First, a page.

The easiest way to use less concrete in construction is to take advantage of the concrete we already have. There is a temptation in building projects to create something from the ground up, but often the most innovative and cutting-edge projects involve the adaptive reuse of existing structures. Reusing existing buildings is by far the best way to reduce carbon emissions from the built environment – recycling structures has been shown to reduce carbon emissions by up to 40%. [5] Building reuse also reduces demolition and construction waste and allows for architectural creativity to adapt all kinds of historic spaces for modern use. Energy efficiency is sometimes a concern, since older buildings tend to have less efficient HVAC systems and ineffective sealing and insulation, but modern retrofits have proved to be effective at bringing historic structures up to modern energy use standards. [6]

Countless historic structures sit empty and unused, as we continue producing new concrete and increasing our developmental and environmental footprint. As a society, reusing buildings allows us to drastically reduce these impacts, and preserve aspects of our cultural heritage while simultaneously incorporating our history seamlessly into our current lives. Catalyst Partners, a sustainability consulting firm in Michigan, turned a historic flour mill into their corporate headquarters and earned a LEED Platinum certification. [7] Architecture firm Becker + Becker turned the former offices of a rubber company built in the 1970s into the US’ first net-zero energy hotel. [8] Reusing buildings requires us to think outside the box, but with a little bit of effort, the results can be revolutionary. To learn more about adaptive reuse and see more examples in practice, check out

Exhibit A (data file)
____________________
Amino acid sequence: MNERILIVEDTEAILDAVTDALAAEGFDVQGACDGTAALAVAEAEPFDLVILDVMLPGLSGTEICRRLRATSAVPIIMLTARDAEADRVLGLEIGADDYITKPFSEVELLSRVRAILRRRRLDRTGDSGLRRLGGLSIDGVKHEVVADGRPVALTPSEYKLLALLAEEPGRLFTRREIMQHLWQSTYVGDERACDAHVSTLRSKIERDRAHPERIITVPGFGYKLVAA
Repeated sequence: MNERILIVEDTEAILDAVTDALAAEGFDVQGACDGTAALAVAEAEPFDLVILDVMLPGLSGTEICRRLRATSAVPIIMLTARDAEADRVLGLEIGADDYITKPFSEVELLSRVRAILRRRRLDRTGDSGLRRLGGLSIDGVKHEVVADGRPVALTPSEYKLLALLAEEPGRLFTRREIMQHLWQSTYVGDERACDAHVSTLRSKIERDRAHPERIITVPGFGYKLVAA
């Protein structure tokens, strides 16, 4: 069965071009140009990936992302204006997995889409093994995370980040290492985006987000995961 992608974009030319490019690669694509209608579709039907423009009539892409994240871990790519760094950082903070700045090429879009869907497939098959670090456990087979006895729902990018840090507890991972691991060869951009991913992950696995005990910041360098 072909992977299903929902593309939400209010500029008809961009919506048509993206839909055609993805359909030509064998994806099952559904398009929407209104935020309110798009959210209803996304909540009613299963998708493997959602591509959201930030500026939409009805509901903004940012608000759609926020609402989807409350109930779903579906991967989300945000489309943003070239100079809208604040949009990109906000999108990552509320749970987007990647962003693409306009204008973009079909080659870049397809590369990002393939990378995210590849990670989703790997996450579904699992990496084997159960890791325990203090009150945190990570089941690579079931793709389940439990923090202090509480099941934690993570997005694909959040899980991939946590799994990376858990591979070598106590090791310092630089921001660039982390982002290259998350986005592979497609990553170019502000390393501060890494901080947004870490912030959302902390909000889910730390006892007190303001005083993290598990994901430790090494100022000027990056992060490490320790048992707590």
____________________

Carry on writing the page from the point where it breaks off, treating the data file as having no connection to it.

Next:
Building More Efficient Structural Systems

Reducing the amount of concrete produced can also be achieved by engineering concrete with improved structural properties that can last longer than traditional concrete. Ultra-High-Performance Concrete (UHPC) is one such concrete mix with incredibly high strength and durability. Notably, the increased strength comes from the larger proportion of cement used in UHPC mixes. You may be thinking, “wait – didn’t you just say we are trying to reduce the amount of cement in concrete?!” You are right, but stay with me for a minute. Although UHPC uses more cement and is thus nominally more energy intensive to produce than regular concrete, the story changes when we zoom out and look at the cradle-to-grave life cycle of UHPC versus regular concrete. Because UHPC is much stronger than regular concrete, less is required to achieve safe levels of strength. In addition, UHPC’s high durability helps it to last much longer than traditional concrete. Because we can use less UHPC to maintain structural integrity, and since that UHPC lasts longer than traditional concrete structures, UHPC is less carbon intensive over its life cycle.

Check back next week for Part 2 of this post to learn more about strategies to decrease the carbon footprint of concrete and cement!